What should I do if I lose my car keys?
There's no finer way to ruin your day, and throw yourself into a frenzy of frantic self-loathing, than to realise you've lost your car keys.
Cue what must look like a strange dance from a distance; a pocket-emptying, couch-cushion-flipping and garbage bag-rummaging panic, usually followed by a spell spent anxiously peering through the window of your locked car desperately hoping to see your lost car keys inside. And yet hoping not to at the same time.
Best-case scenario, of course, is that they turn up exactly where you left them (Parent Logic insists that they will always be in "the last place you look", but then why would you keeping looking in more places after that?) But that's not always the case. And things take a far darker turn if you don't have a spare set. So here's what to do if you’ve accidentally farewelled your fob for good.
Don't panic, you've got a spare, right?
We could begin today's lecture by stressing the importance of always having a spare set of keys, and getting replacement car keys cut if you happen to lose one, but you know that already, and you know that doing it that way will save you a lot of money on your car key replacement cost. So let's cut straight to the chase: like the automotive version of Alicia Silverstone, you're keyless.
First, you need to figure out what keys you have. If you have an older car - like a Holden Commodore, Astra, Cruze or Mitsubishi Lancer - odds are you'll be using a traditional, old-school key, no different to the one you use for your home or office.
If your car offers remote unlocking and push-button start, however, then it's likely your main key will be an electronic key fob with no visible metal showing. Or it's possible your car offers a mix of both electronic or proximity unlocking, but with a traditional metal key you have to insert and turn to start the car.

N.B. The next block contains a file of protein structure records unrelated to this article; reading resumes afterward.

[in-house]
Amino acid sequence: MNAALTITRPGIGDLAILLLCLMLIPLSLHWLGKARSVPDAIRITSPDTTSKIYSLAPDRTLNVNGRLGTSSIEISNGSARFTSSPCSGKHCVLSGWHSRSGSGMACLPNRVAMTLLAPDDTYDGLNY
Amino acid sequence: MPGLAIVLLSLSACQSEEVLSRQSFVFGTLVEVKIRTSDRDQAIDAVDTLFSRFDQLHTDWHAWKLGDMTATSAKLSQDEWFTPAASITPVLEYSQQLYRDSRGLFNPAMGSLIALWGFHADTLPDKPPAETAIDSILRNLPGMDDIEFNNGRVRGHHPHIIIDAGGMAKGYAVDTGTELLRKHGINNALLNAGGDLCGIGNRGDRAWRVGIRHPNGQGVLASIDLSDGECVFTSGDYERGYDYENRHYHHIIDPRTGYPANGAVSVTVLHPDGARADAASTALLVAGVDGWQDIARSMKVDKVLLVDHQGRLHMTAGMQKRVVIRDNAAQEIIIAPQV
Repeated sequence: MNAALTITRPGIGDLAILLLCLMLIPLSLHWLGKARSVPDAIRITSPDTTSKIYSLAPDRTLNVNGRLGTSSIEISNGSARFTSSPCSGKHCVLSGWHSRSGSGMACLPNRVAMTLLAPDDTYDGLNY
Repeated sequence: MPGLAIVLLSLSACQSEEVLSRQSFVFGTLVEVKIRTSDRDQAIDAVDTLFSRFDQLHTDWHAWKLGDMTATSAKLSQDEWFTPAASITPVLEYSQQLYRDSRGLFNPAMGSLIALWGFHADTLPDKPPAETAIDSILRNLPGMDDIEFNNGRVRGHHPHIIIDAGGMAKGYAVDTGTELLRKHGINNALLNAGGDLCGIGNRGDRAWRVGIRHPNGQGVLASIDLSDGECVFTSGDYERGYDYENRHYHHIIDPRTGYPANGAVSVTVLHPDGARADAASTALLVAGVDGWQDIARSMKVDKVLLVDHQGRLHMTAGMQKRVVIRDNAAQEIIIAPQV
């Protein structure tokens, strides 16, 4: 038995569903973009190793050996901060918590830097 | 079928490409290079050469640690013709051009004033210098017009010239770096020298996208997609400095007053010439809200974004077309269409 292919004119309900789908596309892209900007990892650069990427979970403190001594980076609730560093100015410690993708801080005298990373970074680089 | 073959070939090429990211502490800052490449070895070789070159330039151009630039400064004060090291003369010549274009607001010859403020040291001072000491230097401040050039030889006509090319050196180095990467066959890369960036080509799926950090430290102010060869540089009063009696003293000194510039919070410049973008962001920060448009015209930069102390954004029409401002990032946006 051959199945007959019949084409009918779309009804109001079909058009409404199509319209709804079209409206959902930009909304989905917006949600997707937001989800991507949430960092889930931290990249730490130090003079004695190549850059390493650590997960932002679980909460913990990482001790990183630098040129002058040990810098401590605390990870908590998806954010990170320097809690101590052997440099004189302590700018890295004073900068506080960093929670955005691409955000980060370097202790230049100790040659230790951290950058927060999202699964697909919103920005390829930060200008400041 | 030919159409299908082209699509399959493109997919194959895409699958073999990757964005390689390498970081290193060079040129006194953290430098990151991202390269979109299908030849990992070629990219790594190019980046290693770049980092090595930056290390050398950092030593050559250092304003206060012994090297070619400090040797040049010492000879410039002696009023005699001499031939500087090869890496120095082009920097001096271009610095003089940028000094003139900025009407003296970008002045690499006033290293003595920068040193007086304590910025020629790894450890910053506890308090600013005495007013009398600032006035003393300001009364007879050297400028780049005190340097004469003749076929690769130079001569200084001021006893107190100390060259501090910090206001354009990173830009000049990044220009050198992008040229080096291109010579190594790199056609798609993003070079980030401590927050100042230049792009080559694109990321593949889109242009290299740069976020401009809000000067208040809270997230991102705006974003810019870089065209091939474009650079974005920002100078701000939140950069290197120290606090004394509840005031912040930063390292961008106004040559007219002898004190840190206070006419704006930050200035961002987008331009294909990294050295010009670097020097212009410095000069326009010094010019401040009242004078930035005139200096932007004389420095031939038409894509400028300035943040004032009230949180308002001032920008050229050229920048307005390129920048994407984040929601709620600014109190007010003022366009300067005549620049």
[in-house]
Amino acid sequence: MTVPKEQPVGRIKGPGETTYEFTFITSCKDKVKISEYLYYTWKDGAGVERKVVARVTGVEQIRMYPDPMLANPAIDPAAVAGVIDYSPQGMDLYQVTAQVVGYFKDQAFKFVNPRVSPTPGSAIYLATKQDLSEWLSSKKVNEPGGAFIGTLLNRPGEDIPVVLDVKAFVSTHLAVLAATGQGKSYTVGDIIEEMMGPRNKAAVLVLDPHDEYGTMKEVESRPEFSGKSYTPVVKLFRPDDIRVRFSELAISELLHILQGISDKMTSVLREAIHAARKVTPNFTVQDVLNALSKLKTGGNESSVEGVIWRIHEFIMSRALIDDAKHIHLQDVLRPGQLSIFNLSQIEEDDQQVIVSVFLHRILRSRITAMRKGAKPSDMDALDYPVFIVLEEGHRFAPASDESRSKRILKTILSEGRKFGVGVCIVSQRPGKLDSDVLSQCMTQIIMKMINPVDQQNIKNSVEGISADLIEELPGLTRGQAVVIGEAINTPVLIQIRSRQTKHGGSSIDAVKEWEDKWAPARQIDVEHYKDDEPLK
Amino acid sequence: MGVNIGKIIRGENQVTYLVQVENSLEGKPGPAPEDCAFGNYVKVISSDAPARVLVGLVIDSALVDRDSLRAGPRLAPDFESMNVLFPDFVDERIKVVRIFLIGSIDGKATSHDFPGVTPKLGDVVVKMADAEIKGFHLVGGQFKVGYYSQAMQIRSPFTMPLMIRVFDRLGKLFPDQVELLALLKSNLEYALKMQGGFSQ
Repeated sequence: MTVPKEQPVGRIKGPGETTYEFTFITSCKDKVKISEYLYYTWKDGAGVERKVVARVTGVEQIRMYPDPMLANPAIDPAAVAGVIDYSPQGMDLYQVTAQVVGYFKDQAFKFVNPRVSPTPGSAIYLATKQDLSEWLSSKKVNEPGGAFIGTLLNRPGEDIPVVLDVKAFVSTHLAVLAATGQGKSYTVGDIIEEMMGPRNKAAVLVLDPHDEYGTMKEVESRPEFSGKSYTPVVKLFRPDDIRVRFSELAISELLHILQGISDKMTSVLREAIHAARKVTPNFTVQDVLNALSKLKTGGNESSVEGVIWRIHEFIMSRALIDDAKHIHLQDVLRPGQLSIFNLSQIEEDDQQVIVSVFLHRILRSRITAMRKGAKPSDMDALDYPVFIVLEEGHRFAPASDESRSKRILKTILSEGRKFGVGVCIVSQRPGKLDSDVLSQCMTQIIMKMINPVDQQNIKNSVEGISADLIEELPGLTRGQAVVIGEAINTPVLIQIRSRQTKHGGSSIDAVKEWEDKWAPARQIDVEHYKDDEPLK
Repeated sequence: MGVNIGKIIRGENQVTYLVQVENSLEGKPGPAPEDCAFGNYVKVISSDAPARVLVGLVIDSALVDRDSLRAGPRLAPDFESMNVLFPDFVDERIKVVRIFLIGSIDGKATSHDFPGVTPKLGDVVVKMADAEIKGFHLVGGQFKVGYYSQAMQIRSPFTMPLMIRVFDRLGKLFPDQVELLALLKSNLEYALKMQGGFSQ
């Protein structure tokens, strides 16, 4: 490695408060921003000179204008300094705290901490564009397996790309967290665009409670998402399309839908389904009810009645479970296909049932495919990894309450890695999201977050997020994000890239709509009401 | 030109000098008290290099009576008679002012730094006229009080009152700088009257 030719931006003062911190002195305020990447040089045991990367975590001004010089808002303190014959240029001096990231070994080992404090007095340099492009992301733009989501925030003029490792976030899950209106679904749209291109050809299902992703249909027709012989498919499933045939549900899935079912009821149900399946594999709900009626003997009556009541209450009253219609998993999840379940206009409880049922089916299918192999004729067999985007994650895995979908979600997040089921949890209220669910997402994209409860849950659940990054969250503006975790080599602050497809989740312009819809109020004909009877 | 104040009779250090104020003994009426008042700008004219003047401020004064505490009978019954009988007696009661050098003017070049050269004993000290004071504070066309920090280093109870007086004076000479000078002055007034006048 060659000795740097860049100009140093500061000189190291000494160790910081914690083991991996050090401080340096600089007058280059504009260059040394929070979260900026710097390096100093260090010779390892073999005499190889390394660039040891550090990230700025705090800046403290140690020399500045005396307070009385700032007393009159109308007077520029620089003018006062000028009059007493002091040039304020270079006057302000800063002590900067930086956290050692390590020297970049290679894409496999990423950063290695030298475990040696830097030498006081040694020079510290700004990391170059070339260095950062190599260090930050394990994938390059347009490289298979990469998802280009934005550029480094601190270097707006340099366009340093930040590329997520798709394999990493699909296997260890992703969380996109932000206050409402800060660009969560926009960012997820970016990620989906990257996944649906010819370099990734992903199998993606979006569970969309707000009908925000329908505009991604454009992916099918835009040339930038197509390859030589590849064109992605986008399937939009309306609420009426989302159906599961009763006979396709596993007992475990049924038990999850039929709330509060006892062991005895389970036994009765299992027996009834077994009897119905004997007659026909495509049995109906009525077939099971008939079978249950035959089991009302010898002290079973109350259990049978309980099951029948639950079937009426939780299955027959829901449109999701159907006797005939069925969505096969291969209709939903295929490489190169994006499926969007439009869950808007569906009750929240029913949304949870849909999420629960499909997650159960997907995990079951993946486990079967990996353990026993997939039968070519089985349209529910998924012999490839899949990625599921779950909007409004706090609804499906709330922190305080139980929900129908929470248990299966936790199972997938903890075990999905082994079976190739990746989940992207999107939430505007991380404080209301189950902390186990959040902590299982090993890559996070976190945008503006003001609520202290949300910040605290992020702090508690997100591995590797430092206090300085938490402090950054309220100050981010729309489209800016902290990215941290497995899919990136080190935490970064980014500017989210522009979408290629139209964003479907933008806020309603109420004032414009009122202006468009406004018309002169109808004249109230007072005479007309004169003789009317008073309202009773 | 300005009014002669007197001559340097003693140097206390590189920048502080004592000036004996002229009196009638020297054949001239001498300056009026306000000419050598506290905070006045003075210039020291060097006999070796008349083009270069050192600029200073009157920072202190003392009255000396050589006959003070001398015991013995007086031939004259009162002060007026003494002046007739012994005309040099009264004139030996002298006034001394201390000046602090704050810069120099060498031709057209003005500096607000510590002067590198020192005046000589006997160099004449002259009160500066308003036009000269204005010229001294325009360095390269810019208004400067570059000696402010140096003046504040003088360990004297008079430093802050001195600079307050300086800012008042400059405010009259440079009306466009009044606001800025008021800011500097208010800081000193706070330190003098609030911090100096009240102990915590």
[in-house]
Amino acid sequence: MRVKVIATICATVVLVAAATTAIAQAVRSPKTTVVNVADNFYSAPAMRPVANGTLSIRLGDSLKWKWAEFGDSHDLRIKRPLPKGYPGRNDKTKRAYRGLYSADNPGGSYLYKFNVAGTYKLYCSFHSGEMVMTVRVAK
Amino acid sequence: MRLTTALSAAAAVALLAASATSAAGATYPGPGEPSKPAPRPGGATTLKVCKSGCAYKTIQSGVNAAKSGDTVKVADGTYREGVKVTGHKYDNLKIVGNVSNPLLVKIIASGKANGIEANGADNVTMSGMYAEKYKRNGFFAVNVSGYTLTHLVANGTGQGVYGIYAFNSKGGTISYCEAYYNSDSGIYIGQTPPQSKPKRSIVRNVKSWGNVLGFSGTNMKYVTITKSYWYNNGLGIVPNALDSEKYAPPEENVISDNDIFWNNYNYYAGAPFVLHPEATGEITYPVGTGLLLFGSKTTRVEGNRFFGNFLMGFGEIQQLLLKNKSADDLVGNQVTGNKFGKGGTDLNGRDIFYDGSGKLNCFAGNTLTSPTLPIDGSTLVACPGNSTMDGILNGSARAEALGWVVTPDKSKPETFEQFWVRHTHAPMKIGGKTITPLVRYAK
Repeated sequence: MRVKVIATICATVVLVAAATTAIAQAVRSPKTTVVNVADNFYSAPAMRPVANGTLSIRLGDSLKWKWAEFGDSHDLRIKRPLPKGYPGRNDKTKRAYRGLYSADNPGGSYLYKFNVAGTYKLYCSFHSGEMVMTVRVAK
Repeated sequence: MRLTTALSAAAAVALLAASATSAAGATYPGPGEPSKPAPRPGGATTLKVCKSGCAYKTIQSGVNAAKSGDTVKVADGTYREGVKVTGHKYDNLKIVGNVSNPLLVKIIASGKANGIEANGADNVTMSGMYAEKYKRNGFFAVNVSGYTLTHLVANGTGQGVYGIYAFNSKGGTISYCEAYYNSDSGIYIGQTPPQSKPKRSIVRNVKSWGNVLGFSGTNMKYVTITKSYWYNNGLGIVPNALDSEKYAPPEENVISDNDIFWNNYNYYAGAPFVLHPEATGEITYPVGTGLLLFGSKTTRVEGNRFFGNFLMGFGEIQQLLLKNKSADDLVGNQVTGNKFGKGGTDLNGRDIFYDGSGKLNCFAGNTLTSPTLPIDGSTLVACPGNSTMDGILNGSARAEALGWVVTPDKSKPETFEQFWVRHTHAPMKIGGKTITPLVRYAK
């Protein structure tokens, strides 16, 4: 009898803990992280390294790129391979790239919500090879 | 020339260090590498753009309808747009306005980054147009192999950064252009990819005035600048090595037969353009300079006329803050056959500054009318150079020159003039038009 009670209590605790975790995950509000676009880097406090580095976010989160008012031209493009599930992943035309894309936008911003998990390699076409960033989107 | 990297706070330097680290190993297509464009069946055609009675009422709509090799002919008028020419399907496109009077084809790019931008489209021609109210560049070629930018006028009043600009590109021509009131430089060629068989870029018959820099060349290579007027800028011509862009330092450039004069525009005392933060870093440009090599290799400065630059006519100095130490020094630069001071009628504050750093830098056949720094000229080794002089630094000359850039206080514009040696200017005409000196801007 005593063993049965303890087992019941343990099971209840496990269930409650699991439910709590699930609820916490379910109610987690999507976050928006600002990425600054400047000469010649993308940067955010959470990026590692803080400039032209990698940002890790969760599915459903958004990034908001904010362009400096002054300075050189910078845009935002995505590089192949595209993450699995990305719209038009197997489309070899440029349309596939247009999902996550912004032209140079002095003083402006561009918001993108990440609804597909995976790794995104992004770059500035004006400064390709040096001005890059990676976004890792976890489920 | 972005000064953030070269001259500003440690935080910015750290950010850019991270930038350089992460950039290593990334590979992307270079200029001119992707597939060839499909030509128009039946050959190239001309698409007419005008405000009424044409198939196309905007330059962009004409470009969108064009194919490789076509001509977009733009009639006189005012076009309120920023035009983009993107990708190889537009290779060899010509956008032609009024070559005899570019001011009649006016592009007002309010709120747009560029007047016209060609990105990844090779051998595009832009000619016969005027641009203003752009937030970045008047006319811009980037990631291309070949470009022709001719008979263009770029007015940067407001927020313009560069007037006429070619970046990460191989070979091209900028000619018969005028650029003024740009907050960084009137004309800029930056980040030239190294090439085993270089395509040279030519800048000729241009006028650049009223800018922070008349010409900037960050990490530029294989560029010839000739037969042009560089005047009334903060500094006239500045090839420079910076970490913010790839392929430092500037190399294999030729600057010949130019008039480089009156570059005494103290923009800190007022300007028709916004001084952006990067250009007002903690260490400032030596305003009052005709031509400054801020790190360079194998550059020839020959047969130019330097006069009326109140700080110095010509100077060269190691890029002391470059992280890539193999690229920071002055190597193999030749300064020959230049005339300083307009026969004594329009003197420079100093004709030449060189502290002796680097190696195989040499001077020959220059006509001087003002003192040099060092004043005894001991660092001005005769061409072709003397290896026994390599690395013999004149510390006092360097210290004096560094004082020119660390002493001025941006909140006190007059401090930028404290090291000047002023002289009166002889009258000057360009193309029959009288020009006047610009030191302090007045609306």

The old ways are often the best, and that's especially true of misplacing an old-school metal car key as opposed to a high-tech key fob. You're simply better off than the guy next door with his shinier new car. While modern keys are coded to pair with your car's engine and immobiliser, for older cars it's as simple as cutting new keys to match your locks and ignition. Sure, it's not as secure, but feel the savings!
You need a car-key-replacement expert, and an automotive locksmith will usually travel to wherever your car is stranded, and, in most cases, make you a new key on the spot, often within an hour. They do it by removing your car's door lock, and using your vehicle's lock code (which they'll find engraved on the lock, in your car's log book or by contacting the manufacturer) to match you up a new key on the spot. Easy.
Expect to pay somewhere in the vicinity of $250 if the service is fairly uncomplicated.
If they can't find your code or your lock is damaged or worn, then things get considerably harder. So here we'll hand over to 30-year industry veteran Michael Benson of Bensons Locksmiths.
"The older the car, the harder it can be, due to wear and tear on the lock, but if the lock is in good condition, we can remove the lock and then replace the key," he says.